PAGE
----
Getting to know God in the Catechism

Back in the fall, I started the Catechism and Bible in a year reading plans. Well, let’s say I started the “Catechism and Bible in however long it takes a mom of toddlers to finish” plan, knowing full well it would probably take me longer than a year because, you know, life happens. (For the record, reading the Bible and Catechism is really awesome even if you can’t do it all in a year.)

Anyways, my reasons for beginning this journey were rooted in a multi-year battle with reclaiming a regular prayer life. After struggling through a sea of possible devotions and spiritual practices, I thought, what better way to move forward than to start with the most foundational and important truths of who God is: his Word and what the Church teaches.

As I began the Bible and Catechism plans and started sifting through lofty and complex texts and ideas, I came across Paragraph 236 in the Catechism. If you have a chance, go read it for yourself, but here’s a basic summary: Who God is in the Trinity is revealed in his works, and God’s works only make sense in a deep understanding of who he is.

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The end of the paragraph says this: “A person discloses himself in his actions, and the better we know a person, the better we understand his actions.” Wow. To know God, we must get to know his actions. And as we get to know his actions, we get to know him. Which helps us better understand his actions.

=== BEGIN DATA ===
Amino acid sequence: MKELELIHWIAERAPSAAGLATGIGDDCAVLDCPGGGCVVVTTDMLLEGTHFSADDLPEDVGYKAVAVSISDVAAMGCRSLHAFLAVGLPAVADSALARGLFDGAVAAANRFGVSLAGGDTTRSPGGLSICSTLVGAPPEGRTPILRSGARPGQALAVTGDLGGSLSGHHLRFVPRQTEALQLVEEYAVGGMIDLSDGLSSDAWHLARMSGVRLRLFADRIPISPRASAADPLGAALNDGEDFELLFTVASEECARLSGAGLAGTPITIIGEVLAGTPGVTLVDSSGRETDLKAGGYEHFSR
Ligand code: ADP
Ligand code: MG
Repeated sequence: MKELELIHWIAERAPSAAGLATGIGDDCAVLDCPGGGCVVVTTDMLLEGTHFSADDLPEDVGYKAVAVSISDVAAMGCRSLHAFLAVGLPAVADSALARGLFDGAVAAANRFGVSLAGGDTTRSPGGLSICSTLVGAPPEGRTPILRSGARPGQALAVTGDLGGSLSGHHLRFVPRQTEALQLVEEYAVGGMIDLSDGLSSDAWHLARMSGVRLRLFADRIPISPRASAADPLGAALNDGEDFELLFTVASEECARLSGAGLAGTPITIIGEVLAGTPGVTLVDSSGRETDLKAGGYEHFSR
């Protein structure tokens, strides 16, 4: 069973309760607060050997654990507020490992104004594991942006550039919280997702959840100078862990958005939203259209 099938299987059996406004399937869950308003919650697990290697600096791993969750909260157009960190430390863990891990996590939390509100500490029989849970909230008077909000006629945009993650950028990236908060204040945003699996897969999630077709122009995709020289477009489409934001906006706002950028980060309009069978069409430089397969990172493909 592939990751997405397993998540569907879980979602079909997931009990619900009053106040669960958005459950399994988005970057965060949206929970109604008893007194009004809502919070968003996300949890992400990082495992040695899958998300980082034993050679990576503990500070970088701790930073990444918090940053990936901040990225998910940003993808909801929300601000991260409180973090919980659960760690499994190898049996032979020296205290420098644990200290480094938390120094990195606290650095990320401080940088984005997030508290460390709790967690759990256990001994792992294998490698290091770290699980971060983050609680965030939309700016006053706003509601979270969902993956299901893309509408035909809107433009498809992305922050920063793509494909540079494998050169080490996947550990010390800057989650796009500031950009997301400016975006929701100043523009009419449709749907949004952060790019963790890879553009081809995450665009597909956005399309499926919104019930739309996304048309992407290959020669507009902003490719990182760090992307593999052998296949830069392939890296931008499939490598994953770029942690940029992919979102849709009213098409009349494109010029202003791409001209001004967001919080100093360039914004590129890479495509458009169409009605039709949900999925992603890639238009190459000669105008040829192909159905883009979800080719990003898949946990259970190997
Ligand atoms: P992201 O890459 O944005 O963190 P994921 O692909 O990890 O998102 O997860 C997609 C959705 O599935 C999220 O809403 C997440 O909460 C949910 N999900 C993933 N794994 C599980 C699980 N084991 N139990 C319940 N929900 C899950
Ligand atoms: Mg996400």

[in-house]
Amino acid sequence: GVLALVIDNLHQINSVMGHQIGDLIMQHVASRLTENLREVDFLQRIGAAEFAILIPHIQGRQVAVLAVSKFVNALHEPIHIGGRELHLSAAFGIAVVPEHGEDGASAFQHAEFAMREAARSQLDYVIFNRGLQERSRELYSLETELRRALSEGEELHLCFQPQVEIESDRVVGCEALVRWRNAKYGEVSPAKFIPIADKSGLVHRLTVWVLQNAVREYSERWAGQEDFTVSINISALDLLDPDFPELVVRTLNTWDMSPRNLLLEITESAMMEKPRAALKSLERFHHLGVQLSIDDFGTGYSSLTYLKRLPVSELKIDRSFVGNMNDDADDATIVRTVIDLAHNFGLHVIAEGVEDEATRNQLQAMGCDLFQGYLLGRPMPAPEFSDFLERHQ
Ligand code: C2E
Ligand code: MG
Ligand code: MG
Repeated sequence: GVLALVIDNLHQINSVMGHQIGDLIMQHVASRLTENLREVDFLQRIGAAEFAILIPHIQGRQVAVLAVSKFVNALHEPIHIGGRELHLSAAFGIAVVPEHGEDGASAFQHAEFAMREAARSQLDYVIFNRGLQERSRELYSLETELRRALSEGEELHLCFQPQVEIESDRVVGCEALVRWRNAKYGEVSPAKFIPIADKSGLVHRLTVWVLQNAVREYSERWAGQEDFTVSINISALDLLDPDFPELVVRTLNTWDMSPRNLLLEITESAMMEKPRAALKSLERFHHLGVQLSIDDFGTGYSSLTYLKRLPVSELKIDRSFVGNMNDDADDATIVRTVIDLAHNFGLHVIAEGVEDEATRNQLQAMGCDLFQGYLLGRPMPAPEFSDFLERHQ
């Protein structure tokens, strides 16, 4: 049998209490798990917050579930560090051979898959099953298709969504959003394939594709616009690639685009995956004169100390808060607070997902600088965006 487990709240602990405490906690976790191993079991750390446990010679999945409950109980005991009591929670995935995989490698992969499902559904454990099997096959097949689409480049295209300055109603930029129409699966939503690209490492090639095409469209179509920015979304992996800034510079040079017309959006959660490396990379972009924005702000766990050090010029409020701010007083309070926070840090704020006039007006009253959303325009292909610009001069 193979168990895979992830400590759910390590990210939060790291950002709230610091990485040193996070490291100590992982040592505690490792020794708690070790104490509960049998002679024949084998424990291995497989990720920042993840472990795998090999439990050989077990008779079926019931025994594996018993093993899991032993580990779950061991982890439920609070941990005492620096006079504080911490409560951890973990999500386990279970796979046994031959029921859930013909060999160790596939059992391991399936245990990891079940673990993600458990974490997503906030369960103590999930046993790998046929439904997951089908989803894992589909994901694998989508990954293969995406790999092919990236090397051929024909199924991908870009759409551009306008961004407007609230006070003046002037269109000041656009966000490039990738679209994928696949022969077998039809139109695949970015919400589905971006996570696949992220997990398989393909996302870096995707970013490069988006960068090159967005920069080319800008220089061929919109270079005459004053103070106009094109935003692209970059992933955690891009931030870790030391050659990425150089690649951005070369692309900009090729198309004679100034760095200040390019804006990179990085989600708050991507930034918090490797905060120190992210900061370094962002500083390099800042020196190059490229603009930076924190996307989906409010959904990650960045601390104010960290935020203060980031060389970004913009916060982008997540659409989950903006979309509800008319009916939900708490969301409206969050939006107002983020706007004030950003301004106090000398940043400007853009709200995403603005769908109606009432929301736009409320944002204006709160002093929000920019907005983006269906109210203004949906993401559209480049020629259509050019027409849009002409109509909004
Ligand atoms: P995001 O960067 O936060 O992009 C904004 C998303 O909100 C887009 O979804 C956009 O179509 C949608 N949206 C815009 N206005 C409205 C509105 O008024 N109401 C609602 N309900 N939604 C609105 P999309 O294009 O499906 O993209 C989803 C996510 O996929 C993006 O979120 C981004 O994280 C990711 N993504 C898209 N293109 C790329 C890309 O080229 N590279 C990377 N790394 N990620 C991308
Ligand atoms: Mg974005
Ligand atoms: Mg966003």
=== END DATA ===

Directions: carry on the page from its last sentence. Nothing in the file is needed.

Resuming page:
Have you ever been in a desperate search for God’s will about some big life question? Have you ever wondered what God is doing or how he might be at work in your story? Have you ever needed inspiration, hope and clarity but felt lost in prayer?

To me, Paragraph 236 is the response to these longings. When faced with a looming question, an unfulfilled desire, a chaotic experience, or a sheer desire to know God more deeply, we can look at who God is and what he has done to shed light on our own particular situation.

Discovering who God is

Take, for example, a common experience for many people, particularly in the past few years: chaos. For one reason or another, someone might feel overwhelmed, lost or directionless. They want to come to God in prayer and seek some clarity or consolation for the chaos they experience.

So, they turn toward the calming of the storm in Chapter 8 of Matthew’s Gospel. One might observe that the disciples, frightened by the tumultuous waves, find Jesus asleep and assume that he does not see them in their fears. They cry out to him in their anguish, and he immediately responds. He questions their faith, as if to say, “Did you not know I have been caring for you this whole time?” He responds to their pleas by calming the seas.

Through Jesus’s actions, someone might observe truths about who he is: powerful, a quick responder, compassionate to our fears, always caring and listening. They might begin to hope and believe that Jesus hears them in their fears, desires to bring peace to their chaos, and wants them to continue to bring their prayers and thoughts and wonders to him. This peace allows them to experience their chaos with hope and entrust their lack of clarity more deeply to God.